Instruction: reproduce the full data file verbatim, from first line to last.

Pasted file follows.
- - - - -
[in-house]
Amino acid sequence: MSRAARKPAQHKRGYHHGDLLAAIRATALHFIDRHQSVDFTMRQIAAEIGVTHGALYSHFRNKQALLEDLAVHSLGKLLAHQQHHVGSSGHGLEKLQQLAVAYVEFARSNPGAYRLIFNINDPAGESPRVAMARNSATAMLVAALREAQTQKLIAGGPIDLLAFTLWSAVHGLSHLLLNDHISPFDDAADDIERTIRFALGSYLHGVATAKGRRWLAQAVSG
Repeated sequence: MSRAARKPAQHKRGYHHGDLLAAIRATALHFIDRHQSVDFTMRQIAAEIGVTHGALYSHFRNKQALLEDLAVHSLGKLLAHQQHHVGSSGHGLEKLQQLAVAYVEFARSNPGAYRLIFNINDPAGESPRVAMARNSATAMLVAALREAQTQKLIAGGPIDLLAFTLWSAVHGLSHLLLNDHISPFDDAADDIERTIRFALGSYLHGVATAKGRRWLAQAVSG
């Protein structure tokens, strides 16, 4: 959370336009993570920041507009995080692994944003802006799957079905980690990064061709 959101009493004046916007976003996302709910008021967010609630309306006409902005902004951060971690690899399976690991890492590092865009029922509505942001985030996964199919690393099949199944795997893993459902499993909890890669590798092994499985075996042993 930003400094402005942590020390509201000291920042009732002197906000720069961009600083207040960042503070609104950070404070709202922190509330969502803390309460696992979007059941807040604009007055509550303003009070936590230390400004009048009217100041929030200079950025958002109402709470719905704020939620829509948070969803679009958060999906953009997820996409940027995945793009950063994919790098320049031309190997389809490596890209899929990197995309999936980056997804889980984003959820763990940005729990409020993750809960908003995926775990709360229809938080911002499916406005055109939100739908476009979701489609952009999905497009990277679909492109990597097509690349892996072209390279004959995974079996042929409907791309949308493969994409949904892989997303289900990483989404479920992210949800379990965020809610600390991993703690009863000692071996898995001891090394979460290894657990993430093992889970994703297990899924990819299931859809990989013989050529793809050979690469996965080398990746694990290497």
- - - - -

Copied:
[in-house]
Amino acid sequence: MSRAARKPAQHKRGYHHGDLLAAIRATALHFIDRHQSVDFTMRQIAAEIGVTHGALYSHFRNKQALLEDLAVHSLGKLLAHQQHHVGSSGHGLEKLQQLAVAYVEFARSNPGAYRLIFNINDPAGESPRVAMARNSATAMLVAALREAQTQKLIAGGPIDLLAFTLWSAVHGLSHLLLNDHISPFDDAADDIERTIRFALGSYLHGVATAKGRRWLAQAVSG
Repeated sequence: MSRAARKPAQHKRGYHHGDLLAAIRATALHFIDRHQSVDFTMRQIAAEIGVTHGALYSHFRNKQALLEDLAVHSLGKLLAHQQHHVGSSGHGLEKLQQLAVAYVEFARSNPGAYRLIFNINDPAGESPRVAMARNSATAMLVAALREAQTQKLIAGGPIDLLAFTLWSAVHGLSHLLLNDHISPFDDAADDIERTIRFALGSYLHGVATAKGRRWLAQAVSG
């Protein structure tokens, strides 16, 4: 959370336009993570920041507009995080692994944003802006799957079905980690990064061709 959101009493004046916007976003996302709910008021967010609630309306006409902005902004951060971690690899399976690991890492590092865009029922509505942001985030996964199919690393099949199944795997893993459902499993909890890669590798092994499985075996042993 930003400094402005942590020390509201000291920042009732002197906000720069961009600083207040960042503070609104950070404070709202922190509330969502803390309460696992979007059941807040604009007055509550303003009070936590230390400004009048009217100041929030200079950025958002109402709470719905704020939620829509948070969803679009958060999906953009997820996409940027995945793009950063994919790098320049031309190997389809490596890209899929990197995309999936980056997804889980984003959820763990940005729990409020993750809960908003995926775990709360229809938080911002499916406005055109939100739908476009979701489609952009999905497009990277679909492109990597097509690349892996072209390279004959995974079996042929409907791309949308493969994409949904892989997303289900990483989404479920992210949800379990965020809610600390991993703690009863000692071996898995001891090394979460290894657990993430093992889970994703297990899924990819299931859809990989013989050529793809050979690469996965080398990746694990290497």